# Hierarchical Pooling but "same level" ie "sibling pooling"

I am new to the pymc and thinking with probabilities.
I have checked out a few of the basic hierarchical pooling tutorials: radon and rugby.

I am interested in understanding the extended hierarchical pooling found in where they “move up” in the level.
https://docs.pymc.io/pymc-examples/examples/case_studies/multilevel_modeling.html

In this example, after they have modeled the “floor” by “county” relationship, they move on to take into account a “country” level in the example.

I am however interested in a more “sibling approach”. For instance, I surmise (and pretend I have data for the following).

1. Rainfall by county. I believe that rainfall can “wash away” radon in the ground as it trickles through.

While, we could say that this is just an input variable into the Normal distribution, I wish for the relationship between amount of Rainfall and radon to be variable by county, related, but can fluctuate.

In the physical world, I would explain that by saying, the effects of rainwater in loose-soil vs solid granite is different, but would still expect that 5 inches of rain per week to have more of an effect than 1 inches of rain per week.

How can I modify the existing radon example to incorporate such "county level " if I only want to include this type of rainfall data?

Am I even asking the question correctly?
– btw I cannot add soil type as an input, because I don’t have it…which is why I want to let it find it’s own loosely related values.

You’re on the right track, but usually we add the impacts of various inputs and then apply a link function to map it to the 0-1 scale that the `Binomial` likelihood function expects. See here for an example: https://towardsdatascience.com/bayesian-logistic-regression-with-pymc3-8e17c576f31a

[Repost from above, since I was having trouble editting a previous post. unclear why]

# edit notes: change nomenclature of the example to use hair color

As a follow up. I would like to post an example using the example from the Baseball Tutorial.
https://docs.pymc.io/pymc-examples/examples/case_studies/hierarchical_partial_pooling.html

After the intial setup, you can do pooling with:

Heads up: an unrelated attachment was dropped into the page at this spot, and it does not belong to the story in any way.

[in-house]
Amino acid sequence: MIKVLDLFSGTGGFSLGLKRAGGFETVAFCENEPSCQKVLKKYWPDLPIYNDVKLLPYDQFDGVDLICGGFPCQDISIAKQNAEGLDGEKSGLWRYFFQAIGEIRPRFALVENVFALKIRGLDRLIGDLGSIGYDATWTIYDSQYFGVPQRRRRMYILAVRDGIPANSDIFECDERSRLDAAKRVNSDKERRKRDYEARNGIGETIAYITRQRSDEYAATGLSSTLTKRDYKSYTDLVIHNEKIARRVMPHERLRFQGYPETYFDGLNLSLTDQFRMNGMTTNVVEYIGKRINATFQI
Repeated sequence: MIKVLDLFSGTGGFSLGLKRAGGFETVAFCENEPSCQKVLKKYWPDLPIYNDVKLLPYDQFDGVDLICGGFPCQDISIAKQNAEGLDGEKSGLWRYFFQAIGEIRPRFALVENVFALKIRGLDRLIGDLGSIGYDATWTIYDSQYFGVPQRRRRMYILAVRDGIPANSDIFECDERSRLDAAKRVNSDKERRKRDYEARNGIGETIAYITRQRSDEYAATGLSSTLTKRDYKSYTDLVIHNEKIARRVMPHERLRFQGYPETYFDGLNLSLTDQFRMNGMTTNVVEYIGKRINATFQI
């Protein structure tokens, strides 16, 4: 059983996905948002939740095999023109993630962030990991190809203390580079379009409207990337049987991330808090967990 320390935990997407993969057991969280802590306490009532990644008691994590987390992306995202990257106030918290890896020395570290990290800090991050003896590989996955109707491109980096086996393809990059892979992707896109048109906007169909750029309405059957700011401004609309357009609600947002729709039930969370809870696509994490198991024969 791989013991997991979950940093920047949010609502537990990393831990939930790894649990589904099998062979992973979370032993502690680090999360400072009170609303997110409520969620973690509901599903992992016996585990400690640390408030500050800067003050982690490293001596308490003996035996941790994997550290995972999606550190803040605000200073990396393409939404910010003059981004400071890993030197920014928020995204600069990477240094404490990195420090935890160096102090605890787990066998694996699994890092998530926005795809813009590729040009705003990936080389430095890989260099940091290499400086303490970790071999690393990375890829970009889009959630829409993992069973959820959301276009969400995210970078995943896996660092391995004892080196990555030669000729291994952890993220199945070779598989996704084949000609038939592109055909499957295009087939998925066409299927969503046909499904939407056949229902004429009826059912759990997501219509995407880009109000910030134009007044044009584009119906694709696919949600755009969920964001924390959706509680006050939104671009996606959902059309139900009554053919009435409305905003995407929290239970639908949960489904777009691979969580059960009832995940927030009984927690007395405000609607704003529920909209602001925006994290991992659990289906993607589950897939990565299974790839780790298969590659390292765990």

N = #number of players
with pm.Model() as baseball_model:

``````phi = pm.Uniform("phi", lower=0.0, upper=1.0)
kappa_log = pm.Exponential("kappa_log", lam=1.5)
kappa = pm.Deterministic("kappa", tt.exp(kappa_log))

thetas = pm.Beta("draw_thetas", alpha=phi * kappa, beta=(1.0 - phi) * kappa, shape = N)
y = pm.Binomial("y", n=at_bats, p=thetas, observed = hits)
``````

===========================
I wish to extend this with the following information (examples):
some people played on different ground: turf, other people on mud. (2)
some people are of different hair color: black vs white vs blonde (3)

with pm.Model() as baseball_model:

``````phi = pm.Uniform("phi", lower=0.0, upper=1.0)
kappa_log = pm.Exponential("kappa_log", lam=1.5)
kappa = pm.Deterministic("kappa", tt.exp(kappa_log))

thetas = pm.Beta("thetas", alpha=phi * kappa, beta=(1.0 - phi) * kappa, shape = N)
thetas = draw_thetas[draw_idx]/3

# this to account for "ground type"
phi_ground = pm.Uniform("phi_ground, lower=0.0, upper=1.0)
kappa_log_ground = pm.Exponential("kappa_log_ground", lam=1.5)
kappa_ground= pm.Deterministic("kappa_ground", tt.exp(kappa_log_ground))

ground = pm.Beta("ground", alpha=phi_ground * kappa_ground, beta=(1.0 - phi_ground) * kappa_ground, shape = 2)  # because turf vs mud
grounds = ground[ground_idx]/3

# this to account for "hair color"
phi_hc = pm.Uniform("phi_ground, lower=0.0, upper=1.0)
kappa_log_hc = pm.Exponential("kappa_log_hc", lam=1.5)
kappa_hc= pm.Deterministic("kappa_hc", tt.exp(kappa_log_hce))

hair_color = pm.Beta("race", alpha=phi_race * kappa_hc, beta=(1.0 - phi_race) * kappa_hc, shape = 3)  # black, white, blonde
hair_color = hair_color[hair_color_idx]/3

# then to wrap it all together:
y = pm.Binomial("y", n=at_bats, p=thetas + grounds + hair_color, observed = hits)
``````

Is this the right way of trying to capture this?

thanks! will check that out.